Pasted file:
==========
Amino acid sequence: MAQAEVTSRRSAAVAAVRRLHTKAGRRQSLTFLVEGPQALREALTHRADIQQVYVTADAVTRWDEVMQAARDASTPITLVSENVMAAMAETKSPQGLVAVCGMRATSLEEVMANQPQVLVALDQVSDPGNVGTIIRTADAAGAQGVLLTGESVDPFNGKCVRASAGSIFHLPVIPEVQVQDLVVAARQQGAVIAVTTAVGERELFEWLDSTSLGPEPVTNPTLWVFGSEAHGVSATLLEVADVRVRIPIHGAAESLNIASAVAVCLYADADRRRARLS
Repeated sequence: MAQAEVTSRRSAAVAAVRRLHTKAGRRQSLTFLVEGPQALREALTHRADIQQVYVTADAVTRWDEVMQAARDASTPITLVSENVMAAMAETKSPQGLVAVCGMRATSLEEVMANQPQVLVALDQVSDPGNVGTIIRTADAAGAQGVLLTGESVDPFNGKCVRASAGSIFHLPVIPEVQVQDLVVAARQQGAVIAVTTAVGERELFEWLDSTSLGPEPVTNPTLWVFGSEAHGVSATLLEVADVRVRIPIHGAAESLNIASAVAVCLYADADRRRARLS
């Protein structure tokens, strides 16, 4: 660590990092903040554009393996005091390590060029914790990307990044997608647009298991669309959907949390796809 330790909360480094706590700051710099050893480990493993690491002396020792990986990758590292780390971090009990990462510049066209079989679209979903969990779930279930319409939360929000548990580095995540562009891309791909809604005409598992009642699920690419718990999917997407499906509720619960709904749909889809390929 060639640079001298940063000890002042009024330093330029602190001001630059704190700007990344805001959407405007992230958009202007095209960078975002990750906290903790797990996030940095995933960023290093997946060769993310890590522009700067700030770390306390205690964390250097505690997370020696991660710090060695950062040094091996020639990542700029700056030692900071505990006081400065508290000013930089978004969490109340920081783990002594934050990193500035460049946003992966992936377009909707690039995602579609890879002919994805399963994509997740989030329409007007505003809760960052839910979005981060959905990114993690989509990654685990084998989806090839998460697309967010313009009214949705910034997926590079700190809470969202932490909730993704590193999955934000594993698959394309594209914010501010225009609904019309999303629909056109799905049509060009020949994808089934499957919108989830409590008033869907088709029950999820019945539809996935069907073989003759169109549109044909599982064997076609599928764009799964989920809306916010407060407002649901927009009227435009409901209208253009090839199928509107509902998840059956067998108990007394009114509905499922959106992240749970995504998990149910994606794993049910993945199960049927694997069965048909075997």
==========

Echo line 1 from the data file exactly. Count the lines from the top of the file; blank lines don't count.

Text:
Amino acid sequence: MAQAEVTSRRSAAVAAVRRLHTKAGRRQSLTFLVEGPQALREALTHRADIQQVYVTADAVTRWDEVMQAARDASTPITLVSENVMAAMAETKSPQGLVAVCGMRATSLEEVMANQPQVLVALDQVSDPGNVGTIIRTADAAGAQGVLLTGESVDPFNGKCVRASAGSIFHLPVIPEVQVQDLVVAARQQGAVIAVTTAVGERELFEWLDSTSLGPEPVTNPTLWVFGSEAHGVSATLLEVADVRVRIPIHGAAESLNIASAVAVCLYADADRRRARLS